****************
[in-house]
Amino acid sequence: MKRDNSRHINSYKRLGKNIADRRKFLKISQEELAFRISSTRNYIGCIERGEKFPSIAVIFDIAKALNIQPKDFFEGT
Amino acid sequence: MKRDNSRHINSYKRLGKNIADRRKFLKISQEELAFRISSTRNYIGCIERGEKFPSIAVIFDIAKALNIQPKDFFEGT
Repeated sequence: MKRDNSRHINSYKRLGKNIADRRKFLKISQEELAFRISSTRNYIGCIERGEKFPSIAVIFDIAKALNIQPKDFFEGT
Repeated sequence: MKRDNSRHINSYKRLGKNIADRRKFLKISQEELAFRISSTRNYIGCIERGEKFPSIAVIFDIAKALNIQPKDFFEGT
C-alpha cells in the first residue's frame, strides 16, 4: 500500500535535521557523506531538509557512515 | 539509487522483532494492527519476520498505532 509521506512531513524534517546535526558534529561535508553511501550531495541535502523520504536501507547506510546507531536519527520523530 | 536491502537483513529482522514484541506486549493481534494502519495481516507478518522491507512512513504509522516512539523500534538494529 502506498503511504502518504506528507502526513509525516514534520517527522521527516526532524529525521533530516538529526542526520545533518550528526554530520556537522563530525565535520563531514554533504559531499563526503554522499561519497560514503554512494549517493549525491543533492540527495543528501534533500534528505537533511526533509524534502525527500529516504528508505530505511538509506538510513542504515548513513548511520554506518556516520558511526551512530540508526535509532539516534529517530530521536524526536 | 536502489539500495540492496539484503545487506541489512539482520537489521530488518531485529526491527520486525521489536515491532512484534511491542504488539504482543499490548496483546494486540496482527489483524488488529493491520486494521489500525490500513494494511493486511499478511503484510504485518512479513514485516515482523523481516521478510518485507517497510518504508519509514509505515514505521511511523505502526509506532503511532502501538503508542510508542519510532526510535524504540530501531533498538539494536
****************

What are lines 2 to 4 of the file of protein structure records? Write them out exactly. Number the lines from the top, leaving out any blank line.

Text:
Amino acid sequence: MKRDNSRHINSYKRLGKNIADRRKFLKISQEELAFRISSTRNYIGCIERGEKFPSIAVIFDIAKALNIQPKDFFEGT
Amino acid sequence: MKRDNSRHINSYKRLGKNIADRRKFLKISQEELAFRISSTRNYIGCIERGEKFPSIAVIFDIAKALNIQPKDFFEGT
Repeated sequence: MKRDNSRHINSYKRLGKNIADRRKFLKISQEELAFRISSTRNYIGCIERGEKFPSIAVIFDIAKALNIQPKDFFEGT